Conflict, and selfish economic interests within
Successive governments in Jammu and Kashmir have been face to face with a severe social and economic decline here. In post-2002 Jammu and Kashmir, the State governments have remained very vocal about bringing peace through development and this line of action has been shared, endorsed and supported by the Union governments in New Delhi too. On the face of it, such assertions carry some weight, at least theoretically. But as happens in this part of the world, theory and practice remain grossly separated and segregated as is evidenced by the fact that whatever figures in political speeches is very rarely reflected through actual actions on the ground in Kashmir. Although in the kind of situation facing Jammu and Kashmir, the key objective of the governments should be to restore economic and social conditions as quickly as possible, but as of now the state is yet to see the kind of policy reforms that are needed to realize this objective.
Take for instance, the amounts spent to deal with the situation in Jammu and Kashmir militarily. Even as a whole lot of studies conducted into the economics of conflicts by experts under the aegis of influential institutions like the World Bank suggest that increased thrust on dealing with the conflicts militarily (as is reflected by increased spending on security), does not alter conflicts as much as political initiatives do, the huge security expenditures incurred by the state are indicative of the faulty policy in this regard. A study conducted by Paul Collier and Anke Hoeffler has found out that the effect of military spending is significantly different in post-conflict situations. As per the government’s claims, Kashmir is already in post-conflict stage. Collier and Hoeffler say “high level of military spending post-conflict significantly increases the risk of reversion to war”. Now taking this finding as a pointer, the increased military spending is not only not contributing to peace but is instead increasing and aggravating the further risk of war. Certainly then, one can and should question the logic and rationale of the policy adopted by New Delhi in Jammu and Kashmir vis-à-vis military or security spending.
As has been witnessed, thanks to their conflict ‘over Kashmir’, India and Pakistan have been, or at least trying to matching each-other on military spending. Although it means that both are losing precious resources which could suffice the basic needs of teeming millions living in abject poverty in the both countries, but given the deficit of trust that plagues their relationship, more the one country spends on military, more the other thinks it too has to invest to remain prepared for a possible showdown. Same argument may be extended to match the internal situation within Jammu and Kashmir, which translates into meaning that the more spending on security matters by the government induces the militants too to spend more to prepare for renewal of conflict. These fears have been expressed in a study “Aid, Policy and Growth in Post-Conflict Societies” published by the World Bank way back in the year 2003.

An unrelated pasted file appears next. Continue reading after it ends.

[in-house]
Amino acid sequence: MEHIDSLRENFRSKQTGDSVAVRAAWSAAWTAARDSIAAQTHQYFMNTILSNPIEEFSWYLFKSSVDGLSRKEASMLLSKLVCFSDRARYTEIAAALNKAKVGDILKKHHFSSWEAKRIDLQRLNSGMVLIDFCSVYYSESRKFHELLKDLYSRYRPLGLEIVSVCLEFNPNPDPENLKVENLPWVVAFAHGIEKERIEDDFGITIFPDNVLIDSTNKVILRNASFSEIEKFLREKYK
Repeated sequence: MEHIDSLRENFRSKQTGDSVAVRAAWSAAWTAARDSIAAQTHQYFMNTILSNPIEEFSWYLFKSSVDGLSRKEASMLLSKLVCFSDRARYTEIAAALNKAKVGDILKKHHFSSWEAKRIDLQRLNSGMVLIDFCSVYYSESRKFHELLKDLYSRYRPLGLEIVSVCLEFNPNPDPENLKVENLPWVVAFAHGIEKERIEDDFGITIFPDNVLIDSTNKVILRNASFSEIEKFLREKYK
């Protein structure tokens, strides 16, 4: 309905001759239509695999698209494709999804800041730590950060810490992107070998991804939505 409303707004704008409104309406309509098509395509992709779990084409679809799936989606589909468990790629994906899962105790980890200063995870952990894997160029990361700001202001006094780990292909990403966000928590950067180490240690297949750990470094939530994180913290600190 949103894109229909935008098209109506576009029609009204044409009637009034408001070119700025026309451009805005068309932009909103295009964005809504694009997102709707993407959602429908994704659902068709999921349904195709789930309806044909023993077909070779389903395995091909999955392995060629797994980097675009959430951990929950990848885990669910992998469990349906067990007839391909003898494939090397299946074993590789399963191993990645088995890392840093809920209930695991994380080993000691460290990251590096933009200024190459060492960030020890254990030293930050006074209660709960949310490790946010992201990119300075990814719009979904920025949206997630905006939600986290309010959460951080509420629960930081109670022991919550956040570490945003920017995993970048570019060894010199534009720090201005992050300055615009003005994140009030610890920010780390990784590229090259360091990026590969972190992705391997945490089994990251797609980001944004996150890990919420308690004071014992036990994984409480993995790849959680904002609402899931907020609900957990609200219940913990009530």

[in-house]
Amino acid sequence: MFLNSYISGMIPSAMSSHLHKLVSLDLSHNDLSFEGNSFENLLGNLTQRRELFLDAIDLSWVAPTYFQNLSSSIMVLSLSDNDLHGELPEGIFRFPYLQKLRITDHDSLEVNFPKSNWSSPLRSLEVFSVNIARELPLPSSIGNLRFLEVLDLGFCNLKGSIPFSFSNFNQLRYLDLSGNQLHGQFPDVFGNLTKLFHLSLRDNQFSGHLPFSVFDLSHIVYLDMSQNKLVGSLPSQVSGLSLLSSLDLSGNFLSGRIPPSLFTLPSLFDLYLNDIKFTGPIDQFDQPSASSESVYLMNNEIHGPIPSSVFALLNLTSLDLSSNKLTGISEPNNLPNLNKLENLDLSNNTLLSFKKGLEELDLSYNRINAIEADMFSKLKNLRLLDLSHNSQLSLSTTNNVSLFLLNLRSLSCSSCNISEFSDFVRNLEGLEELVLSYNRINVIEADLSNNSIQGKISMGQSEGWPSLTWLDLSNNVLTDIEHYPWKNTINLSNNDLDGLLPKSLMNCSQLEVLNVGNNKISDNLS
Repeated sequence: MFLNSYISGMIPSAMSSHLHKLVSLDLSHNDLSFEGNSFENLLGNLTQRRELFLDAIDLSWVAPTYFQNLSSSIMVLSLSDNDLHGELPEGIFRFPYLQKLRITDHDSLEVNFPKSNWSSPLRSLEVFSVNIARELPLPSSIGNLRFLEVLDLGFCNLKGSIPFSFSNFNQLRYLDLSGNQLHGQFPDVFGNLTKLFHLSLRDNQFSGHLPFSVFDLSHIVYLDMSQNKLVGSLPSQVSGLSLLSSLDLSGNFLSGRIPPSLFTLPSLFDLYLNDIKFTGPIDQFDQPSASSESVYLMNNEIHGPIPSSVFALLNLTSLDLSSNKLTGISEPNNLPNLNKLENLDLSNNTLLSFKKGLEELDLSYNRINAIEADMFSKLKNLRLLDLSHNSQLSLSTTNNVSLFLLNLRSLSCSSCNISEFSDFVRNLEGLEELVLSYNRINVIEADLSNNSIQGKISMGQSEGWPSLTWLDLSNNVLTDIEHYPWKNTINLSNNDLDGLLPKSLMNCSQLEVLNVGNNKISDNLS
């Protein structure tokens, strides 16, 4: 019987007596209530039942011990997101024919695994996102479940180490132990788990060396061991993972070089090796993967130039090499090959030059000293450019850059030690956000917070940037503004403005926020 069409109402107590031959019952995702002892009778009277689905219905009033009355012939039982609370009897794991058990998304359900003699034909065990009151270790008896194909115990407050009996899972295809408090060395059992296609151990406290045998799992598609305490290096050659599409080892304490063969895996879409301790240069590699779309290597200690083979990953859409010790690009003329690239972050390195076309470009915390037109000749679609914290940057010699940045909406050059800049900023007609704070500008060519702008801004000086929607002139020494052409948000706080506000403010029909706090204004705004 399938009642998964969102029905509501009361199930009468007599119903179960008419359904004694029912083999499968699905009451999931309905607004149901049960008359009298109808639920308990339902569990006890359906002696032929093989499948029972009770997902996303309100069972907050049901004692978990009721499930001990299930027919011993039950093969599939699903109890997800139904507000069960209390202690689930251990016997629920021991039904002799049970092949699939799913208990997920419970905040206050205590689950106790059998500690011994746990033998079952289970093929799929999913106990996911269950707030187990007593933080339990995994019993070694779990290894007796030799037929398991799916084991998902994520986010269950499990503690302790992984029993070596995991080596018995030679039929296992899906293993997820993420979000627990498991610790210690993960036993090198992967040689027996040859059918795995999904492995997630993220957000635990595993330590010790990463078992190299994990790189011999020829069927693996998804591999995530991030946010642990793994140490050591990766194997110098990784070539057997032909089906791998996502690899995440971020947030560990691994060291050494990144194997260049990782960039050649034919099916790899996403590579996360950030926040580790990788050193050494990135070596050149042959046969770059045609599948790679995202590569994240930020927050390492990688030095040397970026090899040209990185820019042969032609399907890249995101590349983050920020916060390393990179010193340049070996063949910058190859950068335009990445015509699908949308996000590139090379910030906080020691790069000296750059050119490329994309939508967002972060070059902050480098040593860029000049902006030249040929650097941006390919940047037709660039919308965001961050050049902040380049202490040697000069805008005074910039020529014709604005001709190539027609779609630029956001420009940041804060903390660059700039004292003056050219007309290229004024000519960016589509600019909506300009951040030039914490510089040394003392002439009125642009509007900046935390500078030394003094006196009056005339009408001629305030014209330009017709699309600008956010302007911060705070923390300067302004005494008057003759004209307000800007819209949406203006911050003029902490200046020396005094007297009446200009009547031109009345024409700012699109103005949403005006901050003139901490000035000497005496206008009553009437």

The study suggests a policy lesson for the governments – that they should be wary of the strong lobbying pressures for maintaining high military spending. There is certainly a vested interest of the huge military industrial complex, as well as the protagonists among the security establishment attached to the security-related expenditure which government needs to be careful about. In addition to the problems resulting from such spending, suggests the study, the government could forego the opportunity to realize a peace dividend from reduced spending. Couple of years back, India’s then Home Secretary did talk about this problem although not as explicitly. But he did mention about the vested interest within the security establishment as one of the prime reasons for continuation of hostilities. It is high time that both New Delhi as well as the State government takes some leaves out of the World Bank study and try and figure out the wrongs they are perpetuating either by default or at the behest of a powerful vested interest in its security and military-industrial establishment. Indeed it would also be worthwhile to look at the debate over the continuation or revocation of the controversial Armed Forces Special Powers Act (AFSPA) under the larger paradigm of vested interests – within and without.